There have been few Indian collectors, though specialists believe that this now could change as Indian collectors of modern art realize the appeal and prestige of the best miniatures and sculptures. Many of these works can be obtained for around $10,000, which is far less than for the best moderns—and is also lower than prices being paid abroad.

There has been a spate of other south Asia art auctions since a successful one held by Sotheby’s in October in London. The most notable was staged last month by Pundole, one of Mumbai’s oldest art galleries that holds regular auctions in the city. It sold 85 percent of its 92 lots totaling $6.31 million, its highest score since it began auctions in 2011.

This included Radha in Moonlight, a 57.5-by-41.5-inch oil on canvas by Ravi Ravi Varma that was sold for a hammer price of $2.99 million. This was well above the Rs8 to 12 crore estimate and set an auction record for the artist. It was also the second highest auction price for an art work in India. Believed to have been bought by Kiran Nadar, India’s most prolific collector, for her art museum in Delhi, it is a registered antiquity so is not exportable.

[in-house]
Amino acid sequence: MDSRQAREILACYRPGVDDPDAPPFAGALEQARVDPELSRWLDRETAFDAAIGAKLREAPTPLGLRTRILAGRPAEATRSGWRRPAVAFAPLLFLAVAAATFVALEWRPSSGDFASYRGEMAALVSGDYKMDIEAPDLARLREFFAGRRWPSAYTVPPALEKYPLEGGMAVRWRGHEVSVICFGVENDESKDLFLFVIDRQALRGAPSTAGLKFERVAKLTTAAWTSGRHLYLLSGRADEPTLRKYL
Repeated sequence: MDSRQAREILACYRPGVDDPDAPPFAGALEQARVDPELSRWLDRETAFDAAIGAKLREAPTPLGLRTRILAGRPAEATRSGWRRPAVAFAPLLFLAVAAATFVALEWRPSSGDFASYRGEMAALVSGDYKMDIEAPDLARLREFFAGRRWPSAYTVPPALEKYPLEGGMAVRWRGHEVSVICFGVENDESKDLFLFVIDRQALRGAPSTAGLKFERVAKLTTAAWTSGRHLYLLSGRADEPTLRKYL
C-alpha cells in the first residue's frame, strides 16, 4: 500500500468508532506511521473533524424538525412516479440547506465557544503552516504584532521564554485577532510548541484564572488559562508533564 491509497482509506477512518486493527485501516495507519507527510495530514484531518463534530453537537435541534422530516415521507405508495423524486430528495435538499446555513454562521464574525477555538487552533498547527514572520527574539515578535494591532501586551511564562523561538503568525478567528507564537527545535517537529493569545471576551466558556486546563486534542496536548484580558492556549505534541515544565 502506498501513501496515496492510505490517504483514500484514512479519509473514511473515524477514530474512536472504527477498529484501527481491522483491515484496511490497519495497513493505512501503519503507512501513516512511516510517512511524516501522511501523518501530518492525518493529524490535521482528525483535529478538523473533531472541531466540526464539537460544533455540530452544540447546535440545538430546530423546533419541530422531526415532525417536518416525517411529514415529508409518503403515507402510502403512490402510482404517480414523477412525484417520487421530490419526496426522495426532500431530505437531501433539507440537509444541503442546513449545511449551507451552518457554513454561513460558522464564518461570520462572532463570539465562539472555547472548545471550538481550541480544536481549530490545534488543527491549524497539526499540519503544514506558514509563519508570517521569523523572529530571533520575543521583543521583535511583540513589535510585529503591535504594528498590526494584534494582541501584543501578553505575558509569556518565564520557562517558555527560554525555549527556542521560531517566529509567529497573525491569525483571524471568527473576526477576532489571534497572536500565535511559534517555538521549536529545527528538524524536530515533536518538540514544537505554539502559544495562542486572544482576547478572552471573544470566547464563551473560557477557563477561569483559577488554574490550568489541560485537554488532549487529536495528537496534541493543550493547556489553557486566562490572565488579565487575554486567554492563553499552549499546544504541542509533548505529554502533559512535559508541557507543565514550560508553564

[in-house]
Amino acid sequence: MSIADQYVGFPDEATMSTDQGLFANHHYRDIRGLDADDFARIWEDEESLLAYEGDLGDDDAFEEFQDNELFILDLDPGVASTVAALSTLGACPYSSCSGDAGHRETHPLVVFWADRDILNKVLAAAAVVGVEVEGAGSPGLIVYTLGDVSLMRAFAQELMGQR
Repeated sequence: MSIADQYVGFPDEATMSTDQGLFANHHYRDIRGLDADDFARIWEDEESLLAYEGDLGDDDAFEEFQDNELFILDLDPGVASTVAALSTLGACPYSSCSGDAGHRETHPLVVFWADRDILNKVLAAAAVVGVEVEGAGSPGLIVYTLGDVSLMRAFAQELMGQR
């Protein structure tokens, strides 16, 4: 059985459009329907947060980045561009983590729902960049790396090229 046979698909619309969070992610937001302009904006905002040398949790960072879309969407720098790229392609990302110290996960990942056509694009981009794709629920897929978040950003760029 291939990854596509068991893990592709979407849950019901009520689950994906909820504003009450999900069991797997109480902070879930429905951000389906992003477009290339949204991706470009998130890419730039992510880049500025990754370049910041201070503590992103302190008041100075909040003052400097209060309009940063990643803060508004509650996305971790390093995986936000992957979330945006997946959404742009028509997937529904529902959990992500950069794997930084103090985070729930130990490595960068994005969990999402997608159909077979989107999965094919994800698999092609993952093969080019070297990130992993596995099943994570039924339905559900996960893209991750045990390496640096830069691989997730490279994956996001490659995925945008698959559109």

Ravi Varma, who died in 1906, is an important painter from the second half of the 19th century. He merged European artistic styles with Indian life and sought commissions from the rich and powerful. This work was originally in the collection of the dewan (prime minister) of Travancore in southern India, whose great-grandchildren sold it to the previous owner.

Delhi Art Gallery, a new entrant to auctions, had mixed results in Delhi earlier this month when it sold only 45 of 70 lots totaling Rs12.99 crore (without buyers’ premium). It has high ambitions and, unusually for an auction house, took all 70 lots not just to Mumbai but to four other cities—Chennai, Bangalore, Hyderabad and Pune. It plans more auctions and showings in more cities next year.

Overall these results show that the Indian art market is constrained by Indian buyers’ concern about the domestic economy and also, along with international buyers, by worries about developments abroad, notably the looming Trump U.S. presidency and Britain’s Brexit. At such times, people conserve their wealth.

John Elliott writes from New Delhi. His latest book is Implosion: India’s Tryst With Reality (HarperCollins, India).